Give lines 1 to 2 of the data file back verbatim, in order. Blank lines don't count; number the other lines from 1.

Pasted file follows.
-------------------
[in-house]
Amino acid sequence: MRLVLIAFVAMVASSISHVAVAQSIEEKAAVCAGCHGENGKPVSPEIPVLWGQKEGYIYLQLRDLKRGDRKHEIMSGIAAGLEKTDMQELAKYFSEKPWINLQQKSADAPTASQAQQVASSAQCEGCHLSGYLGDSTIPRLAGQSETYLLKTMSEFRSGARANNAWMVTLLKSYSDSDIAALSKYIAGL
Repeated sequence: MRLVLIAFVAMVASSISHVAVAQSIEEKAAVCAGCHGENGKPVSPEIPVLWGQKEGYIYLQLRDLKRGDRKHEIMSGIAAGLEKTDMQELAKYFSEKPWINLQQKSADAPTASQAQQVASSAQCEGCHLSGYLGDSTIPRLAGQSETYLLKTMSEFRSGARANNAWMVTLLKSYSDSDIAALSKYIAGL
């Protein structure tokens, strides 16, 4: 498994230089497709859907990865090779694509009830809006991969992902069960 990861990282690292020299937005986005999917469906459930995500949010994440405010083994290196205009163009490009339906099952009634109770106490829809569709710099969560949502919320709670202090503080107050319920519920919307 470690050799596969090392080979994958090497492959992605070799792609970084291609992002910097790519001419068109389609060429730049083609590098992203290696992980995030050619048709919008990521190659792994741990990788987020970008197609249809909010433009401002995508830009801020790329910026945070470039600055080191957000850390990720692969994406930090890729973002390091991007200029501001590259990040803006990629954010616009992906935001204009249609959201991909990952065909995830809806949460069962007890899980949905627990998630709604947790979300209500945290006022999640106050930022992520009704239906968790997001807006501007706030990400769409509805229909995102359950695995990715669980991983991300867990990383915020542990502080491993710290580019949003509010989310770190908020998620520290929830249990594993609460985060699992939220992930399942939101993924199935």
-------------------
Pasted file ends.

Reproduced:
[in-house]
Amino acid sequence: MRLVLIAFVAMVASSISHVAVAQSIEEKAAVCAGCHGENGKPVSPEIPVLWGQKEGYIYLQLRDLKRGDRKHEIMSGIAAGLEKTDMQELAKYFSEKPWINLQQKSADAPTASQAQQVASSAQCEGCHLSGYLGDSTIPRLAGQSETYLLKTMSEFRSGARANNAWMVTLLKSYSDSDIAALSKYIAGL